Don’t worry, there will be plenty of country artists from the early and late 90’s who we won’t retrospectively be praising as we get older and the music of today gets worse. But you’re short changing yourself as a country fan if you write off many of the big songs and early albums of Brooks & Dunn as forgettable fluff.
While nobody was paying attention, the Dickey Brothers of Cumulus Media added yet another tentacle to their increasingly tentacle-rich country music venture known as NASH. NASH TV boasts videos and programs from some of NASH radio’s biggest shows. Then you can get extremely niche-like with shows such as “Picks From The Sticks” and “HickXtreme.” Cue the incidental comedy.
NASH Icon, the partnership between Cumulus Media and Big Machine Label Group meant to give new life to older country stars, has its second signee. Martina McBride, rumored since the beginning of the new imprint to be a possible artist for the label, made it official on Tuesday (12-23). But there is a curious situation brewing between the label and another older star—Ronnie Dunn.
It looks like Hank Williams Jr. might be the next signee to the Cumulus Media / Big Machine Label Group joint venture known as NASH Icon meant to give new life to aging artists who’ve been passed over by mainstream country radio. In the midst of Hank’s ACCA performance, he switched over from a cowboy hat to a black hat with gold lettering that simply read “ICON” across the front.
CBS Evening News reporter Steve Hartman took a deeper look into how his two young kids were computing the lyrics of country songs in their developing brains as they sat and listened to popular country music in the family motor carriage. His conclusion? “I’ve got some sobering news — Nashville is alcohol-poisoning the minds of our young people,” he says in his report.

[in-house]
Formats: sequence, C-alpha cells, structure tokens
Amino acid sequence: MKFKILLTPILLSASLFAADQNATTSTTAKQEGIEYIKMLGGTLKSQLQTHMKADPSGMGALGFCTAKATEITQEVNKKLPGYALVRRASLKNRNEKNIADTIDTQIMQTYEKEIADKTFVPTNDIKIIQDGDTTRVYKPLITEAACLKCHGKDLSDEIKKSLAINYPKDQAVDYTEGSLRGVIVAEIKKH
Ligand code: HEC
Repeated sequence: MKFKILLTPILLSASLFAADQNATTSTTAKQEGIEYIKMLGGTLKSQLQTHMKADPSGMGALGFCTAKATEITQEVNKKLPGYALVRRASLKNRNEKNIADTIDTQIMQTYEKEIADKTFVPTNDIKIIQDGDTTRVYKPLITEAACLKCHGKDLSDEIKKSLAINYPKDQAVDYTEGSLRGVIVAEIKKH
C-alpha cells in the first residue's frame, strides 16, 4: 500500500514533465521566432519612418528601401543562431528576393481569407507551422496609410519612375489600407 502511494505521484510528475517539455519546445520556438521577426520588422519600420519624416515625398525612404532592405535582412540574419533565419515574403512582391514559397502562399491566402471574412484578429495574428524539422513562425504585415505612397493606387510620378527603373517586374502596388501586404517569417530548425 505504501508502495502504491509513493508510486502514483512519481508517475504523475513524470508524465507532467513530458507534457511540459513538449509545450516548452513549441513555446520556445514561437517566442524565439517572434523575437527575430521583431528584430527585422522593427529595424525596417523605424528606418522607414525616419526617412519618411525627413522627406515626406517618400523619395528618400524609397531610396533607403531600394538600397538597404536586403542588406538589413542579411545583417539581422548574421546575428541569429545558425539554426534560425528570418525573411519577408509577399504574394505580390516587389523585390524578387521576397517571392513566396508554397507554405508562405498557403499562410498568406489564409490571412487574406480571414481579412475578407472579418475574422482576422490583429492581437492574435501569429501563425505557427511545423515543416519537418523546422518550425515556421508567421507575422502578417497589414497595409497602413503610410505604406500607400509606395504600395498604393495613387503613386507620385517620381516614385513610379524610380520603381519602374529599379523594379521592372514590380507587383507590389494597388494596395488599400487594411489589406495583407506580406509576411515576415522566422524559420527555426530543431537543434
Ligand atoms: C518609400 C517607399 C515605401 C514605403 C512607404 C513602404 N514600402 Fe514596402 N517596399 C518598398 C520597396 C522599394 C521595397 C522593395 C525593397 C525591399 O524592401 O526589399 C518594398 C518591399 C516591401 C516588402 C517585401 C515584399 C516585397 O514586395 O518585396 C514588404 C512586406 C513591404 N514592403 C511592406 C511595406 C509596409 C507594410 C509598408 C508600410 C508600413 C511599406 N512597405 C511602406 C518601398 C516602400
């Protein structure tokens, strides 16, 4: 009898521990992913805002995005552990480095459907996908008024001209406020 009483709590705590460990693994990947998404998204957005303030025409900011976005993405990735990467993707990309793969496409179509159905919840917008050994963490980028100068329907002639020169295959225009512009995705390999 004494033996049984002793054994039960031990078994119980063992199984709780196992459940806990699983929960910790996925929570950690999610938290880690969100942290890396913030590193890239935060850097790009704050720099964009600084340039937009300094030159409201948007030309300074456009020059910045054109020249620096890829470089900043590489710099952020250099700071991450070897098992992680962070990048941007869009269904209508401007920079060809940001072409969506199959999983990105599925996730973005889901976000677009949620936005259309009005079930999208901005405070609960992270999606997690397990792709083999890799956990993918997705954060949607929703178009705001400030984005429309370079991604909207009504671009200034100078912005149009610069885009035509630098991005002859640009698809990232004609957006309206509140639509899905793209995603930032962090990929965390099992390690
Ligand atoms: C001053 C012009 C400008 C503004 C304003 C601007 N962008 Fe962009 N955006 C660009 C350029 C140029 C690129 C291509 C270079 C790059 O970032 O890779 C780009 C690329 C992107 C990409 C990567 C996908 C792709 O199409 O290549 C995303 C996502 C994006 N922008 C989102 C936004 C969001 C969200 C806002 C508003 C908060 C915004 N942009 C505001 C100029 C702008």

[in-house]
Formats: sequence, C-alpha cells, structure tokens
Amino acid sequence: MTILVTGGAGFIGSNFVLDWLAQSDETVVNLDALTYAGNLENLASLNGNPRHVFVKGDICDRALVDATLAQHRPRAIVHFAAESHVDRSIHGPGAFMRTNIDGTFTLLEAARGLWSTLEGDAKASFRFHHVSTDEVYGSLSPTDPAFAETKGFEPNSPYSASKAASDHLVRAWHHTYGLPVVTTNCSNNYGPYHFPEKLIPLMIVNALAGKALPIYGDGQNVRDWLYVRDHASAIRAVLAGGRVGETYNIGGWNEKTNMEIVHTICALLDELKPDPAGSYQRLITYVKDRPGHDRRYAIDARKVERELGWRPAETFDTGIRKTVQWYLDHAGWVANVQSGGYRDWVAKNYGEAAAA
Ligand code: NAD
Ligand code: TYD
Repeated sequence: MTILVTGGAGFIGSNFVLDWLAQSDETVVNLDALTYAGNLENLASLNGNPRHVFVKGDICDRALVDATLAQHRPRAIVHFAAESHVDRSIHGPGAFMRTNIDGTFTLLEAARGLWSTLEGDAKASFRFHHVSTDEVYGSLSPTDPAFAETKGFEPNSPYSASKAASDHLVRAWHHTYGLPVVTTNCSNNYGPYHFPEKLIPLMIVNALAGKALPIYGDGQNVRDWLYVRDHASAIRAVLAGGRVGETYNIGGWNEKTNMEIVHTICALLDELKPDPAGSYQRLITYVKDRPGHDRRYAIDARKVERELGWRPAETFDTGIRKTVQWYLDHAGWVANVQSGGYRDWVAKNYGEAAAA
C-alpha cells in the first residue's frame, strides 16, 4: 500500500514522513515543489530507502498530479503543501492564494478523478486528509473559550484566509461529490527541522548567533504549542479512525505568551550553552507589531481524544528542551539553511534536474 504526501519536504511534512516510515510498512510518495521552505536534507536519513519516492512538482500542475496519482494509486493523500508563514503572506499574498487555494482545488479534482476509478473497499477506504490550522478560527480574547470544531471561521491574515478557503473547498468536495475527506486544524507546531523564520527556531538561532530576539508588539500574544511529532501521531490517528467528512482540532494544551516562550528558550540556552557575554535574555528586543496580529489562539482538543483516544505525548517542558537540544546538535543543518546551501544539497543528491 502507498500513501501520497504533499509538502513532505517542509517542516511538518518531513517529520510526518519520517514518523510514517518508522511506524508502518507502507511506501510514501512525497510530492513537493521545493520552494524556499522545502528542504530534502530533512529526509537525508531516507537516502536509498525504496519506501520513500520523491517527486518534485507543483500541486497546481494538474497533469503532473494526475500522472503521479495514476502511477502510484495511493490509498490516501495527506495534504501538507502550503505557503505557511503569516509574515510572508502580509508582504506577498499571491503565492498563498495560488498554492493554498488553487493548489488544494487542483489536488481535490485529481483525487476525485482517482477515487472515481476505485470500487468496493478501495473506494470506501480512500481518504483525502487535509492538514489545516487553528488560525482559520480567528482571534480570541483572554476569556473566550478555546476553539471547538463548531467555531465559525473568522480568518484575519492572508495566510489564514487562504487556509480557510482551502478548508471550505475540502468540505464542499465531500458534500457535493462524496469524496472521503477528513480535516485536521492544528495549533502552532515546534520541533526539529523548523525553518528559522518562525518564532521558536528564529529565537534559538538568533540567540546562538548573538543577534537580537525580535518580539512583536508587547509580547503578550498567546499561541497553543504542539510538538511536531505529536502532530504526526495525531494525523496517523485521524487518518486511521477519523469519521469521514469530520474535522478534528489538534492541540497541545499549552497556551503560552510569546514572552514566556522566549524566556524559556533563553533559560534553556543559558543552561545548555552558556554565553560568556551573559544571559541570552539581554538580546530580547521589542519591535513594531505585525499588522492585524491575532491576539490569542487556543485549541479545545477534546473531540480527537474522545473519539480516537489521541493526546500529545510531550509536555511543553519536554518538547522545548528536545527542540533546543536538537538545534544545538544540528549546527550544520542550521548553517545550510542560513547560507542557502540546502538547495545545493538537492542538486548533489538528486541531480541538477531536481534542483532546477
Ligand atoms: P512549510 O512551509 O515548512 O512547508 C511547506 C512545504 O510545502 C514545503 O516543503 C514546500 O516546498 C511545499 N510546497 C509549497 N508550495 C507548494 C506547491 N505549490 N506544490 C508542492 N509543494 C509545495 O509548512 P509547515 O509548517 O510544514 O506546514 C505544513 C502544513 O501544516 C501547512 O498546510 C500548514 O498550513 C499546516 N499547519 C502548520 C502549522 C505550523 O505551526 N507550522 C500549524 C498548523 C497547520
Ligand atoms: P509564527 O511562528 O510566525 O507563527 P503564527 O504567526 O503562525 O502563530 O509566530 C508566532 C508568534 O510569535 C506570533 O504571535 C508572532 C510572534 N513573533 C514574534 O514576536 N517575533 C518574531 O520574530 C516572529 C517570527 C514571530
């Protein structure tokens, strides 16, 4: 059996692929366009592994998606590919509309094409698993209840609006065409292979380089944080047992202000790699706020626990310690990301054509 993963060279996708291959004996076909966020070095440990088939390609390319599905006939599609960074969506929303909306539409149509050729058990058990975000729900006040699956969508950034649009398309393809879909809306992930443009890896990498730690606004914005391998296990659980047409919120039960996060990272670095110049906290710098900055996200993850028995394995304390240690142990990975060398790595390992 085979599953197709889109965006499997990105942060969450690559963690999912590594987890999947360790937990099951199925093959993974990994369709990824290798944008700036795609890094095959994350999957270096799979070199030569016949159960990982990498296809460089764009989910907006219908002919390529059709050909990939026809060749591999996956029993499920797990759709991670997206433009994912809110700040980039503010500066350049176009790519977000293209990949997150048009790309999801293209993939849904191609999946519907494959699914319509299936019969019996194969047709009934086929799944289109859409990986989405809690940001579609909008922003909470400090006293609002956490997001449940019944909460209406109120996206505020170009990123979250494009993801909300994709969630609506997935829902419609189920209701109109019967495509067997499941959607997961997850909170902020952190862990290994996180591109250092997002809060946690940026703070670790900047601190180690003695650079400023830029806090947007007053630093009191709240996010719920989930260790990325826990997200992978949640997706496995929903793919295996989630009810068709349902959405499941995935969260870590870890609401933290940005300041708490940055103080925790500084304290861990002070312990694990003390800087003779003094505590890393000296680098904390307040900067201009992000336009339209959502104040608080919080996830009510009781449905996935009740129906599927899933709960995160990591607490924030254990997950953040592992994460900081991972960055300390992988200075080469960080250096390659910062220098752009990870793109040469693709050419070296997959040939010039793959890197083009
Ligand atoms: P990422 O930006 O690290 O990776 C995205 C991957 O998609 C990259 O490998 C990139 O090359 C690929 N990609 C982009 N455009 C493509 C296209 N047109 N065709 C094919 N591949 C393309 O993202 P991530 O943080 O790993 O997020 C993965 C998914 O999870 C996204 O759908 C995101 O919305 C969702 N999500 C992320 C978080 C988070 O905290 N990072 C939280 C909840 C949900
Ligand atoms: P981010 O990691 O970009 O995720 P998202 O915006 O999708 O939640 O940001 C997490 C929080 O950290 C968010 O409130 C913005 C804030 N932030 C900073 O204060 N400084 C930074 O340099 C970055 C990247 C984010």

The only thing worse than a country music awards show is four of them. It feels like these annual earaches are multiplying like a pestilence in country music and the music world beyond, and now we have yet another machination of forced television pageantry to contend with. Say hello to the “American Country Countdown Awards”—the Busch League of country music award shows.
When the news broke last week that there would be yet another new country music awards show squeezing its way into the already-crowded TV event space, it stimulated a collective rolling of the eyes from many over-saturated music fans and industry types. Really, how many of these things do we need? Buried in the details however was the insight that the Awards wasn’t just the latest ploy….
What’s refreshing about “Bleed Red” is even though it has the epic, anthemic approach indicative of the flag-waving anthem, it is not about politics, or any polarizing subject at all. It’s about the opposite. It’s the antithesis of the awful, too-often called upon emotional-driven overballad, that doesn’t sacrifice the soul-stirring epicness that makes these type of songs the best reminders of why we love music.